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Credit Suisse prepares Swiss business sales to raise capital

Summary:
Credit Suisse is preparing to sell parts of its Swiss domestic bank as it attempts to close a capital hole of around CHF4.5 billion, according to people briefed on the discussions. With less than two weeks until the lender is due to present plans for a radical strategic revamp, executives are also in the final stages of plotting a heavy round of job cuts, which could affect up to 6,000 of the group’s 50,000 global employees. Ulrich Körner was installed as Credit Suisse chief executive over the summer with a mandate to strip back the beleaguered Swiss lender’s accident-prone investment bank and find CHF1.5 billion of cost savings, following a succession of scandals in recent years that has seen the group’s share price hit record lows. Though most attention so far

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Credit Suisse prepares Swiss business sales to raise capitalCredit Suisse is preparing to sell parts of its Swiss domestic bank as it attempts to close a capital hole of around CHF4.5 billion, according to people briefed on the discussions.

With less than two weeks until the lender is due to present plans for a radical strategic revamp, executives are also in the final stages of plotting a heavy round of job cuts, which could affect up to 6,000 of the group’s 50,000 global employees.

Ulrich Körner was installed as Credit Suisse chief executive over the summer with a mandate to strip back the beleaguered Swiss lender’s accident-prone investment bank and find CHF1.5 billion of cost savings, following a succession of scandals in recent years that has seen the group’s share price hit record lows.

Though most attention so far has focused on disposals from the Swiss lender’s investment bank — with executives confident of selling all or part of the profitable securitised products business — the board has also turned its attention to raising funds by selling non-core parts of its domestic business, known as the Swiss Universal Bank.

While the main domestic operation — which offers a range of corporate, private and retail banking services in Switzerland — will remain intact, the company is negotiating the sale of several subsidiaries and stakes in other businesses.

Hotel sale

The parts that have been considered for sale include: a stake in the SIX Group, which runs the Zurich stock exchange; an 8.6% holding in Allfunds, a listed Spanish investment company; two specialist Swiss banks, Pfandbriefbank and Bank-Now; and Swisscard, a joint venture with American Express.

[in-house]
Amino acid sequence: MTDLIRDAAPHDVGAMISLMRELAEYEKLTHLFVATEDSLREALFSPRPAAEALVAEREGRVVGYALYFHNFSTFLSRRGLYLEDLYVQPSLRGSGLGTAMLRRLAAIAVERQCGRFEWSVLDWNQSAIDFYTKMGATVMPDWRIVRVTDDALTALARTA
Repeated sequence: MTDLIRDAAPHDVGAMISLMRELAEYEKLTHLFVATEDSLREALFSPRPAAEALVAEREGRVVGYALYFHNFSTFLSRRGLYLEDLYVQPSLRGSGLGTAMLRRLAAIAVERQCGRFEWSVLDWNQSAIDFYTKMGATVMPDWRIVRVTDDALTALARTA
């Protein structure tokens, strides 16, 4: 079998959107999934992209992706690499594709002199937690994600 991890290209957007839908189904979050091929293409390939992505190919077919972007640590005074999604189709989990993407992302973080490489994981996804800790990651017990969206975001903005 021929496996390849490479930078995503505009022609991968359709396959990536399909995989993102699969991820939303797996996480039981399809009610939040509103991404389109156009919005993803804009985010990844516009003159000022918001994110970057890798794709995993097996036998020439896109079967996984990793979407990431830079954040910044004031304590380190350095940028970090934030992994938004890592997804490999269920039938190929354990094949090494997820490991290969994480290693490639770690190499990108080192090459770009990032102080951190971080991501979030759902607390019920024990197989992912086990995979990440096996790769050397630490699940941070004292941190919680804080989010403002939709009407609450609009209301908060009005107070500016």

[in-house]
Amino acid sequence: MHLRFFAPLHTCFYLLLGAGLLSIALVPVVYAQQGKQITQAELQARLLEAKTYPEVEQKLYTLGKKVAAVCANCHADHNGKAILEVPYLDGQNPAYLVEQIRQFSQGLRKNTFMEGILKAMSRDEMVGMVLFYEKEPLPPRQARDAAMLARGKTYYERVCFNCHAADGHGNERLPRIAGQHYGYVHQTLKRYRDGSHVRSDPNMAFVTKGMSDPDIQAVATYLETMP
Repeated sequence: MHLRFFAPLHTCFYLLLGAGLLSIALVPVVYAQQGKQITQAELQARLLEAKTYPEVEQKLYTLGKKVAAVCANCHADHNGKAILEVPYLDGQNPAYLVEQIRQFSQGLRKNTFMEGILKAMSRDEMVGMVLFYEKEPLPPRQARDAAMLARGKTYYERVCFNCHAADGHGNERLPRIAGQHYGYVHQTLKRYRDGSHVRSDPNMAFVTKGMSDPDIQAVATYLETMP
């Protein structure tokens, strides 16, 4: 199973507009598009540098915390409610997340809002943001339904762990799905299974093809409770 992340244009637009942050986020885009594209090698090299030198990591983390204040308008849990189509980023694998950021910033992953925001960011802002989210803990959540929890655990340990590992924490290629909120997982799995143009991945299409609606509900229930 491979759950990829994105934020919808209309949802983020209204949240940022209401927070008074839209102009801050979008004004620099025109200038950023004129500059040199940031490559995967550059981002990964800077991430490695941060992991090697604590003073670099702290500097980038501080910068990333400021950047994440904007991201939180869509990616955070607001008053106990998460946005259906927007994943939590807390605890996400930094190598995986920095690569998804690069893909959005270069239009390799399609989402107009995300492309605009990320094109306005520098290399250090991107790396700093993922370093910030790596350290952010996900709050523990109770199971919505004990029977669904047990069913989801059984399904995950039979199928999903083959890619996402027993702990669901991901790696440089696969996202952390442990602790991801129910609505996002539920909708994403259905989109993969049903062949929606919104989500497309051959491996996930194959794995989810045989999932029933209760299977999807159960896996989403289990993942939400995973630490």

Credit Suisse has held a stake in Allfunds since 2019 and the business listed last year with a market capitalisation of €7.2 billion. Since then, its shares have fallen by half, meaning Credit Suisse’s 8.6% stake is worth around CHF374 million.

The bank is also trying to sell a landmark property, the two-century-old Savoy, Zurich’s oldest grand hotel, which faces the bank’s headquarters in Paradeplatz.

The luxury hotel, which is being refurbished and is due to reopen in 2024, could be worth CHF500 million, according to people within the bank.

Restructuring costs

The board has ruled out disposals from Credit Suisse’s asset management and private banking businesses, according to people with knowledge of the plans, though it will continue to exit small, unprofitable markets. Credit Suisse this year has already pulled back its Mexican and sub-Saharan African wealth management operations.

Analysts have debated the size of the capital hole that will result from the changes the bank is pushing through, with Goldman Sachs this week putting the figure at CHF8 billion.

But the bank’s board is confident it will be around CHF4 billion to CHF4.5 billion, after taking restructuring and legal costs into account, according to people familiar with the plans.

The bank’s board and executive team have been assessing each part of the business on three main criteria: profitability, capital needs and importance to the wealth management business.

The New York-based securitised products business has been assessed as requiring too much capital and having little overlap with the wealth business, which will become the bank’s core focus after the strategic review. The unit’s profitability has made it an easier business to sell.

Interest from buyers

People involved in discussions over the unit said they were confident of agreeing a sale by October 27 and were considering bids from several suitors, which ranged from buying the whole division to parts of it.

They confirmed there had been interest from US investors Apollo Global Management, Pimco, Sixth Street Partners and Centerbridge Partners, as well as Japanese bank Mizuho Financial Group, which had previously been reported by Bloomberg and the Wall Street Journal.

JPMorgan analyst Kian Abouhossein upgraded his recommendation on Credit Suisse from underweight to neutral last week, saying he expected the securitised products business to be sold.

The unit, he forecast, would produce CHF1.2 billion of revenue in 2024, meaning its pre-tax profit of CHF400 million would account for the lion’s share of the investment bank’s total CHF700 million of profit.

Credit Suisse declined to comment, saying it would provide a full update on the strategic plan on October 27.

Copyright The Financial Times Limited 2022


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